Internet Engineering Task Force R. Wilton, Ed.
Internet-Draft Cisco Systems
Intended status: Standards Track July 8, 2016
Expires: January 9, 2017

Refined YANG datastores


The existing definition of YANG datastores supported by NETCONF only provides a loose definition of the running datastore, and no formal definition of any datastore that represents the operational state of a device. This document defines a refined datastore model with new concrete and abstract datastores to allow devices to provide a clean separation between an operator's intended configuration of a device and the actual running operational state of a device. It provides a similiar, but alternative, datastore framework to the one described in draft-schoenw-netmod-revised-datastores.

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Table of Contents

1. Introduction

This document defines a similar, but alternative, architectural datastore framework to [I-D.schoenw-netmod-revised-datastores]. The aim of this document is to make it easier to compare the models and approaches being described in the two different drafts. The reader is advised to also read [I-D.schoenw-netmod-revised-datastores] which provides a good background on why a refined NETCONF/YANG datastore model is needed.

This document defines serveral new datastores, and also introduces the new concept of an abstract datastore. Despite multiple new datastores being defined, the expectation is that clients and devices would mainly interact with only the Persistent Configuration and Operational State Datastores. Candidate and Startup datastores would be used as presently defined, and the Running datastore would be supported (as much as possible) for backwards compatibility purposes.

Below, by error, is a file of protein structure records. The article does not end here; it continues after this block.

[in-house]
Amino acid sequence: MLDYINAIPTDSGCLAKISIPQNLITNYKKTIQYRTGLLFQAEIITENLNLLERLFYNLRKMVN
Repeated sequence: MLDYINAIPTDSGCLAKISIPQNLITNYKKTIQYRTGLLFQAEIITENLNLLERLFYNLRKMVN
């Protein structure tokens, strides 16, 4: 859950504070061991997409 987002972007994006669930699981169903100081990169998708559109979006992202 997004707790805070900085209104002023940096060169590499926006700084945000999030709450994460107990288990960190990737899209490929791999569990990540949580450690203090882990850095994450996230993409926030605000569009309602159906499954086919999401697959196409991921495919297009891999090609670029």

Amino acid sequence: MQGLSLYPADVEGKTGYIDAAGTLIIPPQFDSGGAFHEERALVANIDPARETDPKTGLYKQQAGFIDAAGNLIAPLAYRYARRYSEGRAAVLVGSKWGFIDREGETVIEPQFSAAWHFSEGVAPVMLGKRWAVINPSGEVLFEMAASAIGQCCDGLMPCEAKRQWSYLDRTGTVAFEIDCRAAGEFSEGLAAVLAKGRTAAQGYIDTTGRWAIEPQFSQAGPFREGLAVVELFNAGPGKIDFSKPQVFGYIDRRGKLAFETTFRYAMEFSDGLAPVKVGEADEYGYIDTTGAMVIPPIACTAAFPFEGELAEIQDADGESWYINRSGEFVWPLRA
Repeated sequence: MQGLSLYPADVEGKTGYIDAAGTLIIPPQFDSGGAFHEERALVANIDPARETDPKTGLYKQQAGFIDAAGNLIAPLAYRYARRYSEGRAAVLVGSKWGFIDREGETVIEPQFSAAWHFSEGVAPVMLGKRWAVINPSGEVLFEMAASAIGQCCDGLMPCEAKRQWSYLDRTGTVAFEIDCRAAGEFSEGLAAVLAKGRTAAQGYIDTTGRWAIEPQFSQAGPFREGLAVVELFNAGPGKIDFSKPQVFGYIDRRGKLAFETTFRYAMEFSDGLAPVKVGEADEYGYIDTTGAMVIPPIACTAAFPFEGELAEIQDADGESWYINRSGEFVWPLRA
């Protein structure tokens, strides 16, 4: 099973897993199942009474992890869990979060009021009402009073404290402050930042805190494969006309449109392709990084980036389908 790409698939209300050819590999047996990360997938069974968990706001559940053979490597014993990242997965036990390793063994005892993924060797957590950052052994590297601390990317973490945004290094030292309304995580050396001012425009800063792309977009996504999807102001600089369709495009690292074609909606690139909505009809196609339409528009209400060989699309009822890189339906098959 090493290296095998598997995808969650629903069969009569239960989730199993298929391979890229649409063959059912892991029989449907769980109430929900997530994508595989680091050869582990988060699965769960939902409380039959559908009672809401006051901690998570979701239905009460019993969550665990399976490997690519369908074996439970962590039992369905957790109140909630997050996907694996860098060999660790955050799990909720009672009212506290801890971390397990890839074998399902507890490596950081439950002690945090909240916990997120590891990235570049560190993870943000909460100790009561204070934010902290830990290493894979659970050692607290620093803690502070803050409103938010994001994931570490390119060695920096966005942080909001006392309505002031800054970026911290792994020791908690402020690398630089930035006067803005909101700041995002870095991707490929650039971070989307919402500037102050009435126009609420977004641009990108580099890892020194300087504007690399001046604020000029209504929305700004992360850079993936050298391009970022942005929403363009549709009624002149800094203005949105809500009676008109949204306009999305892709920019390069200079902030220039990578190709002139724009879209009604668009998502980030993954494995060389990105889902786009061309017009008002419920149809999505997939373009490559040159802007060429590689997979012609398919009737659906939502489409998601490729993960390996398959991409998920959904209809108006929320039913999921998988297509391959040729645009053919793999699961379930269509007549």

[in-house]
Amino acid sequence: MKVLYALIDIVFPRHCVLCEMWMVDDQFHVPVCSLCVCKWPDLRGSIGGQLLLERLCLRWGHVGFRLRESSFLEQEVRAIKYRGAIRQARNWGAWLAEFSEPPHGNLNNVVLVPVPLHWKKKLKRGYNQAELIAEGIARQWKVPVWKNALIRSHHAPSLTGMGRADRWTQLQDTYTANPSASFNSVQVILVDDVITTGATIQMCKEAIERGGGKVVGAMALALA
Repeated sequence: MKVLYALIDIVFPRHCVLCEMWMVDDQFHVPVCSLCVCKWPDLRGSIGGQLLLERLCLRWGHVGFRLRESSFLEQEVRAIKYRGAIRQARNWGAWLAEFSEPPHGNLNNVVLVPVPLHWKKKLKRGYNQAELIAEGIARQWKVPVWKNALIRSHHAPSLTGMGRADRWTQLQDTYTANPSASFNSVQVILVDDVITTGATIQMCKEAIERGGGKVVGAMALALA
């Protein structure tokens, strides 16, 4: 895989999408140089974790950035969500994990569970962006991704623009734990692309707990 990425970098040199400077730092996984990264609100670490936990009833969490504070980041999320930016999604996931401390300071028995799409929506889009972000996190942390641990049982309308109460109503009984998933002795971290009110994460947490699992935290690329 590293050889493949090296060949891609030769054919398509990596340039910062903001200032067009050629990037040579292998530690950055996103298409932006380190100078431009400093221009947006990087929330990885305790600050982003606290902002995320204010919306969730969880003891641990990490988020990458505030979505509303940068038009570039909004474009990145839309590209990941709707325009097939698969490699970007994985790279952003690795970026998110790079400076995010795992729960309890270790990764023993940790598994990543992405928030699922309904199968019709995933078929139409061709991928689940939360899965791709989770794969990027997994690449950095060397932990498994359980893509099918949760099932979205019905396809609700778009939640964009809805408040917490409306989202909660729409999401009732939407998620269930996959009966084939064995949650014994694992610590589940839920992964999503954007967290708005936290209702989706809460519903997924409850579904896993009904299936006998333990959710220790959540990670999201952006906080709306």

Abstract datastores are a new flavor of datastore that are semantically equivalent to regular datastores, but without the expectation that clients would be able to explicitly interact with them as explicitly named datastores. Instead, clients would likely infer the contents of the abstract datastores through metadata annotations on the regular datastores. One of the main advantages for defining these abstract datastores is to allow for a precise definition of the meaning of the configuration and operational data on a device, and potentially allow management agents to make comparisons between the different datastores. E.g. to determine if any intended configuration has not actually been applied, or perhaps conversely which parts of the applied configuration do not match the intended configuration.

This document also gives an idea of how ephemeral state could potentially be represented to meet the I2RS requirements specified in [I-D.ietf-i2rs-ephemeral-state]. Ephemeral configuration is treated as a separate optional configuration datastore that constitutes part of the intended configuration of the device. Ephemeral operational state is represented as part of the Operational State Datastore described in Section 5.8. Further refinement of the proposed handling of ephemeral state is likely needed to ensure that all the I2RS ephemeral state requirements are met.

2. Objectives

The key aims of the datastore definitions given in this document are:

3. Definitions

The following terms are defined in [I-D.ietf-netmod-opstate-reqs]:

The following definition is taken from [RFC6241]:

The following new terms are defined here:

4. Overview of a refined model of datastores